Who can tip over the water jars of the heavens
38 when the dust becomes hard
and the clods of earth stick together?
39 “Do you hunt the prey for the lioness
and satisfy the hunger of the lions
40 when they crouch in their dens
or lie in wait in a thicket?
41 Who provides food for the raven
when its young cry out to God
and wander about for lack of food?
Job Chapter 39
1 “Do you know when the mountain goats give birth?
Do you watch when the doe bears her fawn?
2 Do you count the months till they bear?
Do you know the time they give birth?
3 They crouch down and bring forth their young;
their labor pains are ended.
4 Their young thrive and grow strong in the wilds;
they leave and do not return.
5 “Who let the wild donkey go free?
Who untied its ropes?
6 I gave it the wasteland as its home,
the salt flats as its habitat.
7 It laughs at the commotion in the town;
it does not hear a driver’s shout.
8 It ranges the hills for its pasture
and searches for any green thing.
9 “Will the wild ox consent to serve you?
Will it stay by your manger at night?
10 Can you hold it to the furrow with a harness?
Will it till the valleys behind you?
11 Will you rely on it for its great strength?
Will you leave your heavy work to it?
12 Can you trust it to haul in your grain
and bring it to your threshing floor?
13 “The wings of the ostrich flap joyfully,
though they cannot compare
with the wings and feathers of the stork.
14 She lays her eggs on the ground
and lets them warm in the sand,
15 unmindful that a foot may crush them,
that some wild animal may trample them.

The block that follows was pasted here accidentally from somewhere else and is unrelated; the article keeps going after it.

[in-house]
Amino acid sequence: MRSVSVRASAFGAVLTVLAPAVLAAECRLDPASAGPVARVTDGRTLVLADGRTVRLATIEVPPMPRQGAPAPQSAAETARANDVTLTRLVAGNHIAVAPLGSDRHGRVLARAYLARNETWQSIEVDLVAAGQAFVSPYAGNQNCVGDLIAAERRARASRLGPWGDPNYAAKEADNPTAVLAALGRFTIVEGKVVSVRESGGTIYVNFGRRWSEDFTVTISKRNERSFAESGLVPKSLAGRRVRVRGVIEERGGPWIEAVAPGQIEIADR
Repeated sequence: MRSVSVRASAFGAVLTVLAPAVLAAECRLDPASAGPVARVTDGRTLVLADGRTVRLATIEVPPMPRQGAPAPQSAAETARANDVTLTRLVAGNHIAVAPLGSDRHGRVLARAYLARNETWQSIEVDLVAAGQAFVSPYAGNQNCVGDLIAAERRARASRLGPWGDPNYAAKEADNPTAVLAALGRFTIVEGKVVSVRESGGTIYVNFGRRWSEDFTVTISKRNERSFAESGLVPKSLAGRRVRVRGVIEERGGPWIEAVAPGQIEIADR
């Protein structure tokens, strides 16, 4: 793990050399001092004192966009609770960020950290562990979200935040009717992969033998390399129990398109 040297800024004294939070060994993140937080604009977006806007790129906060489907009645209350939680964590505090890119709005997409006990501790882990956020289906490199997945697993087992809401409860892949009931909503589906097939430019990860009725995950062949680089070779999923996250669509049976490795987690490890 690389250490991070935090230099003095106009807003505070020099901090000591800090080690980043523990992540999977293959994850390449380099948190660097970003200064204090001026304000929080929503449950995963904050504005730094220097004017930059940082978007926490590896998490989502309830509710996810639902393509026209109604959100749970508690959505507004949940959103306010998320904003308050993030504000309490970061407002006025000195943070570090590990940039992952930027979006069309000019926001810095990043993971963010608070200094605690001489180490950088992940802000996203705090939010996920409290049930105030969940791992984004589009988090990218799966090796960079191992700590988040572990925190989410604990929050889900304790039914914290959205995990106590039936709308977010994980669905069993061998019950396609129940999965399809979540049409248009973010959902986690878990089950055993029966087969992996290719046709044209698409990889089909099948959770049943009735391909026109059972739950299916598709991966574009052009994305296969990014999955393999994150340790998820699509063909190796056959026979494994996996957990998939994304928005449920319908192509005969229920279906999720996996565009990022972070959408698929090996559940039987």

16 She treats her young harshly, as if they were not hers;
she cares not that her labor was in vain,
17 for God did not endow her with wisdom
or give her a share of good sense.
18 Yet when she spreads her feathers to run,
she laughs at horse and rider.
19 “Do you give the horse its strength
or clothe its neck with a flowing mane?
20 Do you make it leap like a locust,
striking terror with its proud snorting?
21 It paws fiercely, rejoicing in its strength,
and charges into the fray.
22 It laughs at fear, afraid of nothing;
it does not shy away from the sword.
23 The quiver rattles against its side,
along with the flashing spear and lance.
24 In frenzied excitement it eats up the ground;
it cannot stand still when the trumpet sounds.
25 At the blast of the trumpet it snorts, ‘Aha!’
It catches the scent of battle from afar,
the shout of commanders and the battle cry.
26 “Does the hawk take flight by your wisdom
and spread its wings toward the south?
27 Does the eagle soar at your command
and build its nest on high?
28 It dwells on a cliff and stays there at night;
a rocky crag is its stronghold.
29 From there it looks for food;
its eyes detect it from afar.
30 Its young ones feast on blood,
and where the slain are, there it is.”
Job Chapter 40
1 The Lord said to Job:
2 “Will the one who contends with the Almighty correct Him?